The radar-guided, air-to-air Sparrow AIM-7 in various models has been in production for over thirty years and is used by both the Air Force and the Navy. This missile is still used today on USN aircraft, although the higher-capability Advanced, Medium-Range, Air-to-Air Missile (AMRAAM) has replaced it as the first-line air-to-air missile.
Sea Sparrow RIM-7 is a ship-launched version used in the Basic Point Defense Missile System (BPDMS). When compared to the AIM-7, the RIM-7 version has a more rapid run-up (ready to fire), folding wings and clipped tail fins. Guidance modifications include fuzing better adapted to low-altitude targets, ground clutter filters and the ability to discriminate between different illuminators.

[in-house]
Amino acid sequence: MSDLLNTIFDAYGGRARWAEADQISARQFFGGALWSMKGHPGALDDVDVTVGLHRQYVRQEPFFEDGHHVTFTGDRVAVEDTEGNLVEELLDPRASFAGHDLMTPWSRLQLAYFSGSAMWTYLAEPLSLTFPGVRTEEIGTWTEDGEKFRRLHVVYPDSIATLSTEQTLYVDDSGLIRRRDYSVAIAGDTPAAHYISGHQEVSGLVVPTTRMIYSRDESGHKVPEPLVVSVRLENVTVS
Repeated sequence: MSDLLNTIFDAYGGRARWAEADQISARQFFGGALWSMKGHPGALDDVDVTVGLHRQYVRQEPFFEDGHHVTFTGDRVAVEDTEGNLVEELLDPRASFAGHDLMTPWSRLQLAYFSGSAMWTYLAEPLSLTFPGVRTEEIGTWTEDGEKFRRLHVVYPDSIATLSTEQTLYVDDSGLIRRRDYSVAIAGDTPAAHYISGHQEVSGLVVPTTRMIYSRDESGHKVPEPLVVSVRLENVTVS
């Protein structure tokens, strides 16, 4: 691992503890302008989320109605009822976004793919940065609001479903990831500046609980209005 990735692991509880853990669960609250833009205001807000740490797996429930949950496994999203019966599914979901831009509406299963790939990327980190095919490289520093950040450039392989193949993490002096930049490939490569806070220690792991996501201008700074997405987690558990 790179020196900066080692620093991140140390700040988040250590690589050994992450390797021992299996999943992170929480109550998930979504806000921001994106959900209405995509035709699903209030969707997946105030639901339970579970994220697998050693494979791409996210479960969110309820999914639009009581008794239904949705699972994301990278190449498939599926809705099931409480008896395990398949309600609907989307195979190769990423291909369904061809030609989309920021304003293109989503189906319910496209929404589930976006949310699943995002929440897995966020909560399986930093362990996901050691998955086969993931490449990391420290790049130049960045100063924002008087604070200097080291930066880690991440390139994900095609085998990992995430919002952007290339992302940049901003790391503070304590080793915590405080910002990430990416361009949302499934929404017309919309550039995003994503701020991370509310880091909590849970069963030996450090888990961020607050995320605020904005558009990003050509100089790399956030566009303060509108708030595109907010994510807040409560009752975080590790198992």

Because it was semiactively guided, Sea Sparrow originally required an illuminating radar directed at the target all the way from launch to kill. Latter mods incorporate an autopilot, requiring illumination only as the missile closes with the target.
|Designation||Aircraft Launched: AIM-7
Ship Launched: RIM-7
|Ship Class Used On||Many|
|Date In Service||1976 (Model M)|
|Weight||2,980 lbs. (1,341 kg)|
|Dimensions||12 feet (3.64 meters) long x 8 inches (20.3 cm) diameter
|Payload||86 lbs. (39 kg) WAU-17/B blast fragmentation|
|Range||Classified, but more than 30 nm (55 km) in current versions|
|Speed||More than 2,660 mph (4,260 kph)|
|Propulsion||Hercules MK-58 solid-propellant rocket motor|
- "The Naval Institute Guide to World Naval Weapon Systems 1991/92" by Norman Friedman
- US Navy Fact File